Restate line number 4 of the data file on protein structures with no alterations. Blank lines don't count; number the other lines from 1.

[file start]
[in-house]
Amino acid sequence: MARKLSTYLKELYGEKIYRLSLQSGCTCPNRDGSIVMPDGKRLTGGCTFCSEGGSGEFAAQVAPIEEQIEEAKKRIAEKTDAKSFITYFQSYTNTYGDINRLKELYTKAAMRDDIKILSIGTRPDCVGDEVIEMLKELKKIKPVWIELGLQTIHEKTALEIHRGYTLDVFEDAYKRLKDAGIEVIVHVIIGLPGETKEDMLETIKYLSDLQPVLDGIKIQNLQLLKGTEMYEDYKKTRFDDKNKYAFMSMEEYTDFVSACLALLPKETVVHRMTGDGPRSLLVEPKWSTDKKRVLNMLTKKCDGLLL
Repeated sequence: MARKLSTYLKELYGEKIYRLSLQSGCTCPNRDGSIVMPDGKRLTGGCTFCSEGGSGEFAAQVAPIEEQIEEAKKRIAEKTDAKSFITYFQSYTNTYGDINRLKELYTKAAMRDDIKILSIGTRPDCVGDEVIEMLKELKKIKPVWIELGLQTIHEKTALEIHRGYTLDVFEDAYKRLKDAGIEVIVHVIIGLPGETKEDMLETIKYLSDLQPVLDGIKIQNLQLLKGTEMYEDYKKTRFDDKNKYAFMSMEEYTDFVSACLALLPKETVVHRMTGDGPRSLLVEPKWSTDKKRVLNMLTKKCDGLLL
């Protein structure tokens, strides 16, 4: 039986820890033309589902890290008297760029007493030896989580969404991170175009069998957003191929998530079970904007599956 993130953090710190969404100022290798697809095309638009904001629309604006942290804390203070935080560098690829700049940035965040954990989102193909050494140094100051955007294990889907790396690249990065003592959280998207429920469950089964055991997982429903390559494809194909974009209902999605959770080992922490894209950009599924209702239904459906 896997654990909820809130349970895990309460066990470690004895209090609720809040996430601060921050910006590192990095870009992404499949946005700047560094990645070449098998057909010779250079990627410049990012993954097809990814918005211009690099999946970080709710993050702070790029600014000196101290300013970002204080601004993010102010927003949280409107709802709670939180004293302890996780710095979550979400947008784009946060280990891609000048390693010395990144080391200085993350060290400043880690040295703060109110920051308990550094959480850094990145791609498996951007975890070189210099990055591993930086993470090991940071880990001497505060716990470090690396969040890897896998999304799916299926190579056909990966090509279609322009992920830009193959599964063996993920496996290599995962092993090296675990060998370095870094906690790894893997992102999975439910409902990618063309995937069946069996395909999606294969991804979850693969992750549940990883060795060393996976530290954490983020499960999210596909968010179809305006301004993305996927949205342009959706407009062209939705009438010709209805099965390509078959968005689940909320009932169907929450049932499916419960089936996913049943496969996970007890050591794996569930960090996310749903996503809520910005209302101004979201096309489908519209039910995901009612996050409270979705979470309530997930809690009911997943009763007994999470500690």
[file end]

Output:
């Protein structure tokens, strides 16, 4: 039986820890033309589902890290008297760029007493030896989580969404991170175009069998957003191929998530079970904007599956 993130953090710190969404100022290798697809095309638009904001629309604006942290804390203070935080560098690829700049940035965040954990989102193909050494140094100051955007294990889907790396690249990065003592959280998207429920469950089964055991997982429903390559494809194909974009209902999605959770080992922490894209950009599924209702239904459906 896997654990909820809130349970895990309460066990470690004895209090609720809040996430601060921050910006590192990095870009992404499949946005700047560094990645070449098998057909010779250079990627410049990012993954097809990814918005211009690099999946970080709710993050702070790029600014000196101290300013970002204080601004993010102010927003949280409107709802709670939180004293302890996780710095979550979400947008784009946060280990891609000048390693010395990144080391200085993350060290400043880690040295703060109110920051308990550094959480850094990145791609498996951007975890070189210099990055591993930086993470090991940071880990001497505060716990470090690396969040890897896998999304799916299926190579056909990966090509279609322009992920830009193959599964063996993920496996290599995962092993090296675990060998370095870094906690790894893997992102999975439910409902990618063309995937069946069996395909999606294969991804979850693969992750549940990883060795060393996976530290954490983020499960999210596909968010179809305006301004993305996927949205342009959706407009062209939705009438010709209805099965390509078959968005689940909320009932169907929450049932499916419960089936996913049943496969996970007890050591794996569930960090996310749903996503809520910005209302101004979201096309489908519209039910995901009612996050409270979705979470309530997930809690009911997943009763007994999470500690």